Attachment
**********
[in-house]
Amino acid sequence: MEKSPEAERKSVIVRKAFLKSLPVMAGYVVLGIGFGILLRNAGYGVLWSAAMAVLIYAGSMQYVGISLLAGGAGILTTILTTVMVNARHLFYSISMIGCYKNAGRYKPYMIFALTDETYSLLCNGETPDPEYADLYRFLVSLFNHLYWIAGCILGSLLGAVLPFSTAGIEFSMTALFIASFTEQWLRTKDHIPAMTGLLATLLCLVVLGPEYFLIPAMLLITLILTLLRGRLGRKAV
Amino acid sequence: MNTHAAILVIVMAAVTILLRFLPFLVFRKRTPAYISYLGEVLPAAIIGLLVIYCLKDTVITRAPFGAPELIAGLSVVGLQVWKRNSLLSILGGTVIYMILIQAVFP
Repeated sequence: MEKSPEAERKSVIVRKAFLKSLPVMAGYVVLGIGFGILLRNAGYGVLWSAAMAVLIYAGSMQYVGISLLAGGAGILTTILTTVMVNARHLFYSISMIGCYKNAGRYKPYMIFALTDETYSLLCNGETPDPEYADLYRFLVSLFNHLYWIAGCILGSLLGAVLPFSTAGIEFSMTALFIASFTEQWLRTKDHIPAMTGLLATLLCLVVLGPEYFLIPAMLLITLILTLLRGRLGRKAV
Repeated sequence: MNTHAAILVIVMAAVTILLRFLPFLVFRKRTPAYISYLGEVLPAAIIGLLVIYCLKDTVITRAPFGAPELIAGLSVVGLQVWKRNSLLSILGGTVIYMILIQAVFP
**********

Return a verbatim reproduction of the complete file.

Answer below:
[in-house]
Amino acid sequence: MEKSPEAERKSVIVRKAFLKSLPVMAGYVVLGIGFGILLRNAGYGVLWSAAMAVLIYAGSMQYVGISLLAGGAGILTTILTTVMVNARHLFYSISMIGCYKNAGRYKPYMIFALTDETYSLLCNGETPDPEYADLYRFLVSLFNHLYWIAGCILGSLLGAVLPFSTAGIEFSMTALFIASFTEQWLRTKDHIPAMTGLLATLLCLVVLGPEYFLIPAMLLITLILTLLRGRLGRKAV
Amino acid sequence: MNTHAAILVIVMAAVTILLRFLPFLVFRKRTPAYISYLGEVLPAAIIGLLVIYCLKDTVITRAPFGAPELIAGLSVVGLQVWKRNSLLSILGGTVIYMILIQAVFP
Repeated sequence: MEKSPEAERKSVIVRKAFLKSLPVMAGYVVLGIGFGILLRNAGYGVLWSAAMAVLIYAGSMQYVGISLLAGGAGILTTILTTVMVNARHLFYSISMIGCYKNAGRYKPYMIFALTDETYSLLCNGETPDPEYADLYRFLVSLFNHLYWIAGCILGSLLGAVLPFSTAGIEFSMTALFIASFTEQWLRTKDHIPAMTGLLATLLCLVVLGPEYFLIPAMLLITLILTLLRGRLGRKAV
Repeated sequence: MNTHAAILVIVMAAVTILLRFLPFLVFRKRTPAYISYLGEVLPAAIIGLLVIYCLKDTVITRAPFGAPELIAGLSVVGLQVWKRNSLLSILGGTVIYMILIQAVFP